RESULTS—The pooled intention-to-treat population comprised 5,580 patients without diabetes (3,165 completed treatment) and 1,047 patients with diabetes (692 completed treatment). Most efficacy measures improved during the 4-week placebo run-in period, except that HDL cholesterol decreased as expected in the early phase of a hypocaloric diet. After 1 year of randomized treatment, changes from baseline with 20 mg rimonabant in the nondiabetic population were as follows: body weight −6.5 kg, waist circumference −6.4 cm, HDL cholesterol +16.4%, triglycerides −6.9%, fasting insulin −0.6 μU/ml, and homeostasis model assessment for insulin resistance (HOMA-IR) −0.2 (all P < 0.001 vs. placebo). In the diabetic population, 20 mg rimonabant reduced A1C levels by 0.6% (P < 0.001 vs. placebo). Regression analysis of change in HDL cholesterol, triglycerides, adiponectin (in RIO-Lipids), and A1C (in RIO-Diabetes) versus body weight at 1 year by ANCOVA suggested that 45–57% of the effect of rimonabant could not be explained by the observed weight loss. At 1 year, adverse events more frequently reported with rimonabant were gastrointestinal, neurological, and psychiatric in nature. Serious adverse events were infrequent and almost equivalent to placebo. Overall discontinuation rates were similar across treatment groups, except discontinuation from adverse events, which occurred more frequently with 20 mg rimonabant versus placebo (most commonly, depressive disorders [1.9 vs. 0.8%], nausea [1.4 vs. 0.1%], mood alterations with depressive symptoms [1.0 vs. 0.6%], and anxiety [1.0 vs. 0.3%]). A thorough review of psychiatric and neurological adverse events was performed.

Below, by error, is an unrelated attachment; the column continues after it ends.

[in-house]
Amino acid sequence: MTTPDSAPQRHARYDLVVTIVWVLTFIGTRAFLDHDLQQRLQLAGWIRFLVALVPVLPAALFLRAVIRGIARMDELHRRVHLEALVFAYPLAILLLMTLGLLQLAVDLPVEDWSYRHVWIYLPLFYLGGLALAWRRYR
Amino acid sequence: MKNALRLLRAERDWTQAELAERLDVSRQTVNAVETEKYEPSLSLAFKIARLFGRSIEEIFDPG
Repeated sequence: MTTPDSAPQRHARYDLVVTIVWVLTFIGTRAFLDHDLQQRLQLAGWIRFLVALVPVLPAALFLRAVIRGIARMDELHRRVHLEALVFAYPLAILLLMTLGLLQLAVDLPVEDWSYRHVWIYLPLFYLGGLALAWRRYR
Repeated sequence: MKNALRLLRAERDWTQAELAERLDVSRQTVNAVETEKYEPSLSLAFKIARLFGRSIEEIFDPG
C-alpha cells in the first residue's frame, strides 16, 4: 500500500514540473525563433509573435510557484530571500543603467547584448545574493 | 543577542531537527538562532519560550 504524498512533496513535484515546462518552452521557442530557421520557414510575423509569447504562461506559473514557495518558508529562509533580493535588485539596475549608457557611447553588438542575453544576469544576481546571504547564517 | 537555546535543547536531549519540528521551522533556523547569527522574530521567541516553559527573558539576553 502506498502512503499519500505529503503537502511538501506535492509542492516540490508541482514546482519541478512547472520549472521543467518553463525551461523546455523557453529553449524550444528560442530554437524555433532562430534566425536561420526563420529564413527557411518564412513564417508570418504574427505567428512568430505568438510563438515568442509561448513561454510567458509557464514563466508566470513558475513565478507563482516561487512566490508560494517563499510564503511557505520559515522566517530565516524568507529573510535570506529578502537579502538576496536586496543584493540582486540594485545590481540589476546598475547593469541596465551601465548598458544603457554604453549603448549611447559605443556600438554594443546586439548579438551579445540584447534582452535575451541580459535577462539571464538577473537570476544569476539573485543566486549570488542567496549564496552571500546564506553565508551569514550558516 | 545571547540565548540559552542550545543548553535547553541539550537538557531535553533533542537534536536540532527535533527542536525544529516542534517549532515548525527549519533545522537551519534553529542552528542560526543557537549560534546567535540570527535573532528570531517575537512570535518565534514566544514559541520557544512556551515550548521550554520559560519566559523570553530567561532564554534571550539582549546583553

CONCLUSIONS—In overweight/obese patients, 20 mg/day rimonabant produced weight loss and significant improvements in multiple cardiometabolic risk factors such as waist circumference, A1C, HDL cholesterol, and triglycerides. Rimonabant was generally well tolerated, with more frequently reported adverse events being gastrointestinal, neurological, and psychiatric in nature.